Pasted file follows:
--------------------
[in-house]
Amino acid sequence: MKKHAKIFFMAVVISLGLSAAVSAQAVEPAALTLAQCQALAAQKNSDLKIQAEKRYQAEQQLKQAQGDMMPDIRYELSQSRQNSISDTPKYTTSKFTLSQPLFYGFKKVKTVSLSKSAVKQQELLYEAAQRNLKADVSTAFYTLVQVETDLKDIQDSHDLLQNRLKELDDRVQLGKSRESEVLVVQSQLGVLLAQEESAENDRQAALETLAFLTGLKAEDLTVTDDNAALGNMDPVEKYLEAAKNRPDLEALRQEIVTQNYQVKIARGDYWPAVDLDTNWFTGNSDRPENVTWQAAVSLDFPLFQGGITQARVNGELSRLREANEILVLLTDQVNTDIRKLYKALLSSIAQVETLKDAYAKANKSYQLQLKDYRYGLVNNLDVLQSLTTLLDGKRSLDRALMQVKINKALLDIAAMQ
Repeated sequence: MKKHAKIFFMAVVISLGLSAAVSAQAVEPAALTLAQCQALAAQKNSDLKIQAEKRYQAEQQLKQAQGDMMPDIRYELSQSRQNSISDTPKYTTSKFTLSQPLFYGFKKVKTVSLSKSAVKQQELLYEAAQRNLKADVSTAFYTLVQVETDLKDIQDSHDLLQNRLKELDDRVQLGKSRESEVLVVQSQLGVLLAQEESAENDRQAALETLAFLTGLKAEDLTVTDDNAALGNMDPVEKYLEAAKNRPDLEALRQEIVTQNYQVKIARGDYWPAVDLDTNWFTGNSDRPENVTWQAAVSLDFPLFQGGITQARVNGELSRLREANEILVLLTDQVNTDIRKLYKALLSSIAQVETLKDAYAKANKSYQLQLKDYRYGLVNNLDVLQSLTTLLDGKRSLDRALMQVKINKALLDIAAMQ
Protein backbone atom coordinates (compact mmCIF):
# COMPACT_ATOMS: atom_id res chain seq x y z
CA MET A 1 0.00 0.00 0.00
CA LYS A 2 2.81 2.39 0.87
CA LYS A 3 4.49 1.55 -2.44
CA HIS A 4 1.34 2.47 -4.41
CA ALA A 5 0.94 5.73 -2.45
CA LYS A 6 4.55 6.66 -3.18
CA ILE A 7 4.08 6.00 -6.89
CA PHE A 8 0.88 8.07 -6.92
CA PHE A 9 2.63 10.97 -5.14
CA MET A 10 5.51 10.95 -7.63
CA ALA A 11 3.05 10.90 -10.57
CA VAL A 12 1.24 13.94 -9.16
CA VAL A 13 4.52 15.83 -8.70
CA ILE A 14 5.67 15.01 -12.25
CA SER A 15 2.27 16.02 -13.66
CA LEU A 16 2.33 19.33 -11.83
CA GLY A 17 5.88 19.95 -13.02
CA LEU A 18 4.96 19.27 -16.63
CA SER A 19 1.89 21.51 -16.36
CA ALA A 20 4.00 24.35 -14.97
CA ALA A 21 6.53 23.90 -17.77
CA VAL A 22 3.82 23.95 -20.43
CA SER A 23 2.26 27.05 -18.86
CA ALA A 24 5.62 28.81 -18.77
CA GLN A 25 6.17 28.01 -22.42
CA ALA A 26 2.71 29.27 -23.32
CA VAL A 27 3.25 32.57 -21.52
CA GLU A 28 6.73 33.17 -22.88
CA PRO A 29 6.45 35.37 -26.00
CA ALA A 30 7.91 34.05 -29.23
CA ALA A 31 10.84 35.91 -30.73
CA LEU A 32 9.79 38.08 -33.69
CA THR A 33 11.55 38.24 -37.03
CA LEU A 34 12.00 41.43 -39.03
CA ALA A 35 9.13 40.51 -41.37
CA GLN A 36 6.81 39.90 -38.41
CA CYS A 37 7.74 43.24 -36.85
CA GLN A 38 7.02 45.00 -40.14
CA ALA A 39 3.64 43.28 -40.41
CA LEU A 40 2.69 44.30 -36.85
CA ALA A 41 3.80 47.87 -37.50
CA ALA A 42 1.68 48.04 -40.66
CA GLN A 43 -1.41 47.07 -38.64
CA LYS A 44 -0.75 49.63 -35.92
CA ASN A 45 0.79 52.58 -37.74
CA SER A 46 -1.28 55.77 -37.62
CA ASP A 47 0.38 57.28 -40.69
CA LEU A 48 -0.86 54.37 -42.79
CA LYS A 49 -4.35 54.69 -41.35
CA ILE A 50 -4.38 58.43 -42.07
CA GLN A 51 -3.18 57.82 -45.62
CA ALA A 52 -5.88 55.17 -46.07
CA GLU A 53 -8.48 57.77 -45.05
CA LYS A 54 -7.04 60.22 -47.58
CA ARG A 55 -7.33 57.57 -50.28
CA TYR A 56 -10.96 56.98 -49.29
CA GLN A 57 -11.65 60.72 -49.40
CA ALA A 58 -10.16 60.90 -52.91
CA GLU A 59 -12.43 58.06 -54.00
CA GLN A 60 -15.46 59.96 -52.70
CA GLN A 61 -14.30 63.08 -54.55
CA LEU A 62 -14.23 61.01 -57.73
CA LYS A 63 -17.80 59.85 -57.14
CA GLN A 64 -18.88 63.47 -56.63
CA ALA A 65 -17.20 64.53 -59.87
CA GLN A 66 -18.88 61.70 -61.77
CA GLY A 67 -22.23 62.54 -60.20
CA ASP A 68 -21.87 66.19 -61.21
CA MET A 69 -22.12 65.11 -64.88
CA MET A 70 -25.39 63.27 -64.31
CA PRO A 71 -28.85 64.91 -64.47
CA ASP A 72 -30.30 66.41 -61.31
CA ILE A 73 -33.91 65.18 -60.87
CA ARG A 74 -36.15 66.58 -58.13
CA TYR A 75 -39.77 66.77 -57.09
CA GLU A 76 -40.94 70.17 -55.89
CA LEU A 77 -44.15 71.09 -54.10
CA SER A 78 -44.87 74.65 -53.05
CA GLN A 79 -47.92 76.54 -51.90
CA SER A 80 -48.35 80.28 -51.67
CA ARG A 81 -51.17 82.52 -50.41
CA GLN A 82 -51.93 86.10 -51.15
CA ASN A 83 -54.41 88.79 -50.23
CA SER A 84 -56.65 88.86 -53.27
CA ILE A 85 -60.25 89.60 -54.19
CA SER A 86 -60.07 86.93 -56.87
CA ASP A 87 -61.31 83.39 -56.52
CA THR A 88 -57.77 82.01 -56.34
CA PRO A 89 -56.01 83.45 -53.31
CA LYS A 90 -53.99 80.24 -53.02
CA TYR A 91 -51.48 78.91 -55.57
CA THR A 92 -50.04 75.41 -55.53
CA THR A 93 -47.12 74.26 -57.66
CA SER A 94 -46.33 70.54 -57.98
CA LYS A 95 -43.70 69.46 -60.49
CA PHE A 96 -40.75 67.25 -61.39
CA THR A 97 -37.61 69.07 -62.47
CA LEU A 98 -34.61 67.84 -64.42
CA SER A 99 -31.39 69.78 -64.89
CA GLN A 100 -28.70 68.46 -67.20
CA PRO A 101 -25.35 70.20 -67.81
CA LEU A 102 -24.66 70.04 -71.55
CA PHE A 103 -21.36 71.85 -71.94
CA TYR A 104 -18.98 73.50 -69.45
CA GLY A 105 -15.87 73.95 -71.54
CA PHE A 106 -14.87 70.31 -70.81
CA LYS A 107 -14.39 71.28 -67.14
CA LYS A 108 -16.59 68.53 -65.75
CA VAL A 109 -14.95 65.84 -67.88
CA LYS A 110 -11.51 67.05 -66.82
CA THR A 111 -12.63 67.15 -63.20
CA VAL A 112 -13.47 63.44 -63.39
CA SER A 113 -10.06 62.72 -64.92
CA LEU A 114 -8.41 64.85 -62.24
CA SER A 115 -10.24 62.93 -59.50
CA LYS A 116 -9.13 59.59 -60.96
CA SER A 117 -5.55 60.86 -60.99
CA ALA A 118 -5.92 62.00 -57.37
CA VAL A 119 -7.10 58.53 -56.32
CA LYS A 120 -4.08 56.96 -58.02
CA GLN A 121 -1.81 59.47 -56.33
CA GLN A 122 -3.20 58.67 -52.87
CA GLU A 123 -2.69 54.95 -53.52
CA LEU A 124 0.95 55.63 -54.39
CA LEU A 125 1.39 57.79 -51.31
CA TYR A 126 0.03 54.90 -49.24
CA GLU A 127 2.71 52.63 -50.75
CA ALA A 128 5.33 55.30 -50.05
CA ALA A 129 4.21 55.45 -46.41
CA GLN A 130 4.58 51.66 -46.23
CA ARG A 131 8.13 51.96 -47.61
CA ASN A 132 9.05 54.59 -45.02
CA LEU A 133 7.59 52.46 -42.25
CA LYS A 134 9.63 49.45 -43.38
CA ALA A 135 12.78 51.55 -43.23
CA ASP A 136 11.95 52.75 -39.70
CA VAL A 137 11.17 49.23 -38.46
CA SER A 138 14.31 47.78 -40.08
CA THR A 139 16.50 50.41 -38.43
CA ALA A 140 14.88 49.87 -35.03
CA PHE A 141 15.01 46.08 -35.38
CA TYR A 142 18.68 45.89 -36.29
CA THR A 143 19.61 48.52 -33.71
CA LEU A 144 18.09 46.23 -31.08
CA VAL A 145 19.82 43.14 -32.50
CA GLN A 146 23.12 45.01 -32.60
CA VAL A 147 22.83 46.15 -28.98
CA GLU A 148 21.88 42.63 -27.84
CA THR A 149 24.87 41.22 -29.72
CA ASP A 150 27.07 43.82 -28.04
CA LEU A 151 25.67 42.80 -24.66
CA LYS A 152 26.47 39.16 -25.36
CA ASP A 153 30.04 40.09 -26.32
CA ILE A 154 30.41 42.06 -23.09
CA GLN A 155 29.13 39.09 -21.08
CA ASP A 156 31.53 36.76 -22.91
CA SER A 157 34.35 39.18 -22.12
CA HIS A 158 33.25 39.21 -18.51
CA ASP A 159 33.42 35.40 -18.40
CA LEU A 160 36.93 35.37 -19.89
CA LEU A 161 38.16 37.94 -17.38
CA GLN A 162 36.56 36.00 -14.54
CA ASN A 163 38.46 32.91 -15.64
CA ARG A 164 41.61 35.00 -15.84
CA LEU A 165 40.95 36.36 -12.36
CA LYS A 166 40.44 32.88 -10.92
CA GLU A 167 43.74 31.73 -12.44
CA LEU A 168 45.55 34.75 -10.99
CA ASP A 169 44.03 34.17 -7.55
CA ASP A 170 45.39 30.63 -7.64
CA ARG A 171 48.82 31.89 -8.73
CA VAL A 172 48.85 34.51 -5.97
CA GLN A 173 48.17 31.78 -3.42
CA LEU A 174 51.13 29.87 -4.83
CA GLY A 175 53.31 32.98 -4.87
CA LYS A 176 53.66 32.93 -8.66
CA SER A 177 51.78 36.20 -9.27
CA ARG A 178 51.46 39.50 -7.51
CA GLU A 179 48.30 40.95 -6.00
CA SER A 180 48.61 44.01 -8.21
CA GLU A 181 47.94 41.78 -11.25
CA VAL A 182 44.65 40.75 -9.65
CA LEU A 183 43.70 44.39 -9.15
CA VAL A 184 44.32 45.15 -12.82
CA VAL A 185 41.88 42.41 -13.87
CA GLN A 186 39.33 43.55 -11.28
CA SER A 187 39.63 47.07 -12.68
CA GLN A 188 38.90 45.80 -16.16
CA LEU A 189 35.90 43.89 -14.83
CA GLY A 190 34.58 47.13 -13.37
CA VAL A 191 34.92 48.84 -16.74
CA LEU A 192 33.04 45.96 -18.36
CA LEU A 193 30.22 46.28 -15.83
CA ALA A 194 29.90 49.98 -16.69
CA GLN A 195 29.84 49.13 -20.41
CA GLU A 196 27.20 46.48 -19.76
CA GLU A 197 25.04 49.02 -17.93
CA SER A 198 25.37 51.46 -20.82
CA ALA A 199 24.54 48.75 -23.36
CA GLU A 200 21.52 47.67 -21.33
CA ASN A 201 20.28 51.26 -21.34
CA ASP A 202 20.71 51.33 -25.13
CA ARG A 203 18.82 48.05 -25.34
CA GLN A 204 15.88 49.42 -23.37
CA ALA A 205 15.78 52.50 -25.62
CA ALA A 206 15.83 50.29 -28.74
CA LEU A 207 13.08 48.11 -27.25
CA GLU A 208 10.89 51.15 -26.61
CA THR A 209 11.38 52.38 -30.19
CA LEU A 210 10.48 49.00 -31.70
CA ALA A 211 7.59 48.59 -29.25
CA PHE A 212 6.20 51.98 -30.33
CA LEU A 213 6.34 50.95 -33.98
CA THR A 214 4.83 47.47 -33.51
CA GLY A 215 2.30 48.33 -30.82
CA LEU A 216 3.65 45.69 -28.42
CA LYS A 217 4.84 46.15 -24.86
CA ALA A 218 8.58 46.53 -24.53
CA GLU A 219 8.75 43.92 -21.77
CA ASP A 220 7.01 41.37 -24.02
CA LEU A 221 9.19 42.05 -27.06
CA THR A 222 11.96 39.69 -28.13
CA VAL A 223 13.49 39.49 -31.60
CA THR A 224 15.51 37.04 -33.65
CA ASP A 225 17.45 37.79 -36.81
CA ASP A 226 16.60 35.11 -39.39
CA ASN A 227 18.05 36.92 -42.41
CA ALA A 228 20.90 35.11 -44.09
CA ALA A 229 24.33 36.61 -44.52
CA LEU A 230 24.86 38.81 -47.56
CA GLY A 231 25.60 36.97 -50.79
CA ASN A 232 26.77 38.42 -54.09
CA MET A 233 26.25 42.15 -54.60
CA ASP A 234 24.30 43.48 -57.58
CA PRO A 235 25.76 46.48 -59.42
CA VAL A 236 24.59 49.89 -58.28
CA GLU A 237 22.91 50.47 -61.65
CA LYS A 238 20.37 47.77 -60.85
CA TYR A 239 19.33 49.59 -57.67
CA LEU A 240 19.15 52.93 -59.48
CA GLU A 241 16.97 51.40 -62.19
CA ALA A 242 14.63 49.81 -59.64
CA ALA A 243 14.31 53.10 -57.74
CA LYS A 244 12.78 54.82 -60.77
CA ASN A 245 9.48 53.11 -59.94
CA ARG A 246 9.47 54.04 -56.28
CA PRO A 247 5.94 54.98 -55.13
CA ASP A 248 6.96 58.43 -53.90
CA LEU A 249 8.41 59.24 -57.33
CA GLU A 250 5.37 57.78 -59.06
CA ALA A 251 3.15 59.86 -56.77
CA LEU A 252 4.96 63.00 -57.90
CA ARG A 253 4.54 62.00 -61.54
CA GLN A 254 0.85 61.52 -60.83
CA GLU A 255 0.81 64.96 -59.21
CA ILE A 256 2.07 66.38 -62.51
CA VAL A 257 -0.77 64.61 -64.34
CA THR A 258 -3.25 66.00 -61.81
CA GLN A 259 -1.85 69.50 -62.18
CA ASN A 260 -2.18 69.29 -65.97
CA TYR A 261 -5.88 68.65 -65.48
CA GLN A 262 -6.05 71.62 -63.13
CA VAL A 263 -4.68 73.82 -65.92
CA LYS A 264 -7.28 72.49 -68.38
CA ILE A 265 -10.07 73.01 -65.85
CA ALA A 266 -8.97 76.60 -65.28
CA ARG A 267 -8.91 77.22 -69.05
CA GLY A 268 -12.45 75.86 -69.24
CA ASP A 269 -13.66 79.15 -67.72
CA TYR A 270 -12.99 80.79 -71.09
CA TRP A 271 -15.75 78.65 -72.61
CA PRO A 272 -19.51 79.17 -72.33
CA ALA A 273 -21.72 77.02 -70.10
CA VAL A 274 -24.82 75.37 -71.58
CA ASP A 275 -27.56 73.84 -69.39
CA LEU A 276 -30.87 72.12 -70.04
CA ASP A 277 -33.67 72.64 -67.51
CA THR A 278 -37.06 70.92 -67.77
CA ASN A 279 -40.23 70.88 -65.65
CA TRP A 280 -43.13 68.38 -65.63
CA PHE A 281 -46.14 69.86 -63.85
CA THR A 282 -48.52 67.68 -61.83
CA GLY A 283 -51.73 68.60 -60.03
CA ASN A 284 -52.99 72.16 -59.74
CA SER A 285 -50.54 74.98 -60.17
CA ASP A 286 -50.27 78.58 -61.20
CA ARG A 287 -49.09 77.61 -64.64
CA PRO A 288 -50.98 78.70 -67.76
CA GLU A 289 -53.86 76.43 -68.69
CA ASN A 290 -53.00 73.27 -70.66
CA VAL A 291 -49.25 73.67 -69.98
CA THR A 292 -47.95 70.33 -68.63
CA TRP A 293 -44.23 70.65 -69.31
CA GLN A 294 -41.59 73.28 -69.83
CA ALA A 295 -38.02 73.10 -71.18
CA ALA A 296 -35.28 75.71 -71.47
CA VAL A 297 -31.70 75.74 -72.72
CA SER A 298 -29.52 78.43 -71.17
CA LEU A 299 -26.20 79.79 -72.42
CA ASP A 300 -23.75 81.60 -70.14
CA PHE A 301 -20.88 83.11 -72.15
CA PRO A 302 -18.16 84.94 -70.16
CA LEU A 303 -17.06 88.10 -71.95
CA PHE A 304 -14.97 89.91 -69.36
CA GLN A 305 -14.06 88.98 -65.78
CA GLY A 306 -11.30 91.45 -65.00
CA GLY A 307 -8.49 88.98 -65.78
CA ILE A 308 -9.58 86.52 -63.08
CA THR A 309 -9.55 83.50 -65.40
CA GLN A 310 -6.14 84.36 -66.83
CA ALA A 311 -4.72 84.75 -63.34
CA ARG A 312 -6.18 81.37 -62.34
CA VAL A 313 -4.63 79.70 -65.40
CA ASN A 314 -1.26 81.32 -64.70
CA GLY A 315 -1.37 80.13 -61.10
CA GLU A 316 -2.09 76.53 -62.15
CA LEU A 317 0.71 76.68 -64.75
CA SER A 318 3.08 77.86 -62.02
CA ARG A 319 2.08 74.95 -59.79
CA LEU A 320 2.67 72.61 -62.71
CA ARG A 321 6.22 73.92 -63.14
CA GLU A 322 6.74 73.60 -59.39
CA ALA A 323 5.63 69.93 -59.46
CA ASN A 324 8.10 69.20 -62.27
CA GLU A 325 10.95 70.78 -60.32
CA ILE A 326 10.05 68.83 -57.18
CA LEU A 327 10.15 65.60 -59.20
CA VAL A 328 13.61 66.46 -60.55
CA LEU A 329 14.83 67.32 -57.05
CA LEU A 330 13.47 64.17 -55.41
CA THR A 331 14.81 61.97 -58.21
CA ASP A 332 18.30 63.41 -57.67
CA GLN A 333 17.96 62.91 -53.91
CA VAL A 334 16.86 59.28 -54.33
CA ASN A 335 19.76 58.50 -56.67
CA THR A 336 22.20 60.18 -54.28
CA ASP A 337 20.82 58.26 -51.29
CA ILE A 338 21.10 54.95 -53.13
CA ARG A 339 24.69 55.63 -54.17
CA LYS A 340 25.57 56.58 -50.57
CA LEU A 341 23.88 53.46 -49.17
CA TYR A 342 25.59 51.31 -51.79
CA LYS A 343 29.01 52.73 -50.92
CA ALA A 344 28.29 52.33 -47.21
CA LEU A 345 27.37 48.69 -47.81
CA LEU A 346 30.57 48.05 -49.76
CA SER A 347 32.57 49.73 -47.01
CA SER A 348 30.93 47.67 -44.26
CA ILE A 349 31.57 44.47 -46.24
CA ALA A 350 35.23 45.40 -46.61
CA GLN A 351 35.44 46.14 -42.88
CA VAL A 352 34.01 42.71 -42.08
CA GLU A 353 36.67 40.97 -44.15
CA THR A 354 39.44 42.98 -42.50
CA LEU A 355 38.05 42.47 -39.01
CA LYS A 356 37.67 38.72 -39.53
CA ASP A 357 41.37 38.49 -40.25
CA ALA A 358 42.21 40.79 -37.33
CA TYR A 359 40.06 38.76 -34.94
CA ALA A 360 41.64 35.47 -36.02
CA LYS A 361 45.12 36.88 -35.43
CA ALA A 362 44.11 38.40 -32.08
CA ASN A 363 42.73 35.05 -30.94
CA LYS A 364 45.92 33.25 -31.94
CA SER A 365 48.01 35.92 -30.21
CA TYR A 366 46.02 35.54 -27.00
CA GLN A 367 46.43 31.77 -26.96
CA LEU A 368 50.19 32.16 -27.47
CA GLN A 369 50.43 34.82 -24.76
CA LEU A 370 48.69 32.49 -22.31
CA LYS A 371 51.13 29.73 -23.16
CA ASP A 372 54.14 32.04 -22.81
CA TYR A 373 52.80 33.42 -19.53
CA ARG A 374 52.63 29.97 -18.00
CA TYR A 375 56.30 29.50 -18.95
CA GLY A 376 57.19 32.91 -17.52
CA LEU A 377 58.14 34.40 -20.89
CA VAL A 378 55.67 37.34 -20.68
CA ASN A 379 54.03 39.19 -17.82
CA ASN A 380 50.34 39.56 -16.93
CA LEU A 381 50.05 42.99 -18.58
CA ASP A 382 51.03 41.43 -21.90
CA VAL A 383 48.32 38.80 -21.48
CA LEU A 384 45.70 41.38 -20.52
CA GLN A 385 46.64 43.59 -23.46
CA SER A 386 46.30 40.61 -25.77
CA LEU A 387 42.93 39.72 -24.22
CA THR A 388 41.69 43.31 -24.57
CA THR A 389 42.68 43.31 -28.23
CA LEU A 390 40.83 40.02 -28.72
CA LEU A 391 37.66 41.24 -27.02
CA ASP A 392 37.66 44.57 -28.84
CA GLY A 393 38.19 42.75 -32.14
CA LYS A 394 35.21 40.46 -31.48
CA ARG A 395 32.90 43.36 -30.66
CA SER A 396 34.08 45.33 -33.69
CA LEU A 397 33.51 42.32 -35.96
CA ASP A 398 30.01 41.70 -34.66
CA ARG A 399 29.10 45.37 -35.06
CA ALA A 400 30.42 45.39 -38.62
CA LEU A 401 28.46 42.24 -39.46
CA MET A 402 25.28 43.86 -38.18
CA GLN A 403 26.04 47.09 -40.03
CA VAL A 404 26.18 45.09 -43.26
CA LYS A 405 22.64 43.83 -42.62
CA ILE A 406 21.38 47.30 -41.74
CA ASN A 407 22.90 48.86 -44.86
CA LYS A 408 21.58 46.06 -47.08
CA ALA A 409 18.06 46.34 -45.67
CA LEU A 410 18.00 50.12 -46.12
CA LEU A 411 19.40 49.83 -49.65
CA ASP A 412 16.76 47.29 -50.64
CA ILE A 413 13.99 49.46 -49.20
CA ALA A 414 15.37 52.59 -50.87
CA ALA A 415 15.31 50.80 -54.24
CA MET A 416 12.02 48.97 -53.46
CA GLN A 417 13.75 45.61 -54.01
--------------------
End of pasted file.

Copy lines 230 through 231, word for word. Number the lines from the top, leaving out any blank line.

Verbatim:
CA ASP A 225 17.45 37.79 -36.81
CA ASP A 226 16.60 35.11 -39.39